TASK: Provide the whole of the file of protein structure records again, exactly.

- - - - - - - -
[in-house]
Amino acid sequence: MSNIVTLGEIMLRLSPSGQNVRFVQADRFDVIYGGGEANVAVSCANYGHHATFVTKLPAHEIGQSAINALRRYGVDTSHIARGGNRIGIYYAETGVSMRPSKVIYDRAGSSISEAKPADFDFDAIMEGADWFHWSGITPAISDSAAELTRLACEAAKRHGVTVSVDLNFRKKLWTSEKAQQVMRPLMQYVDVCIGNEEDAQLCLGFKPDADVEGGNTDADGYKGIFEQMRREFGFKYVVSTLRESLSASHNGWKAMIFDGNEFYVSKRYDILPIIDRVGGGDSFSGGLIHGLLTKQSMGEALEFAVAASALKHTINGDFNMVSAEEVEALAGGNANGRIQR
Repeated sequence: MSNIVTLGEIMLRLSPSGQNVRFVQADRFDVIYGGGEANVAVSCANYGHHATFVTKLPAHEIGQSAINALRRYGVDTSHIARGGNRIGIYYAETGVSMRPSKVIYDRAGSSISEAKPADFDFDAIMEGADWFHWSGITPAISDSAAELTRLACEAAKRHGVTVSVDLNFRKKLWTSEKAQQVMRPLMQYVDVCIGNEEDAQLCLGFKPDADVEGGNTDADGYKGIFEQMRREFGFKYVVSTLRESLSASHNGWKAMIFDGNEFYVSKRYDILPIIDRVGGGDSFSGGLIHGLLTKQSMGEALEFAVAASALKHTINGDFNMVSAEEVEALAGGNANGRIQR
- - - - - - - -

[in-house]
Amino acid sequence: MSNIVTLGEIMLRLSPSGQNVRFVQADRFDVIYGGGEANVAVSCANYGHHATFVTKLPAHEIGQSAINALRRYGVDTSHIARGGNRIGIYYAETGVSMRPSKVIYDRAGSSISEAKPADFDFDAIMEGADWFHWSGITPAISDSAAELTRLACEAAKRHGVTVSVDLNFRKKLWTSEKAQQVMRPLMQYVDVCIGNEEDAQLCLGFKPDADVEGGNTDADGYKGIFEQMRREFGFKYVVSTLRESLSASHNGWKAMIFDGNEFYVSKRYDILPIIDRVGGGDSFSGGLIHGLLTKQSMGEALEFAVAASALKHTINGDFNMVSAEEVEALAGGNANGRIQR
Repeated sequence: MSNIVTLGEIMLRLSPSGQNVRFVQADRFDVIYGGGEANVAVSCANYGHHATFVTKLPAHEIGQSAINALRRYGVDTSHIARGGNRIGIYYAETGVSMRPSKVIYDRAGSSISEAKPADFDFDAIMEGADWFHWSGITPAISDSAAELTRLACEAAKRHGVTVSVDLNFRKKLWTSEKAQQVMRPLMQYVDVCIGNEEDAQLCLGFKPDADVEGGNTDADGYKGIFEQMRREFGFKYVVSTLRESLSASHNGWKAMIFDGNEFYVSKRYDILPIIDRVGGGDSFSGGLIHGLLTKQSMGEALEFAVAASALKHTINGDFNMVSAEEVEALAGGNANGRIQR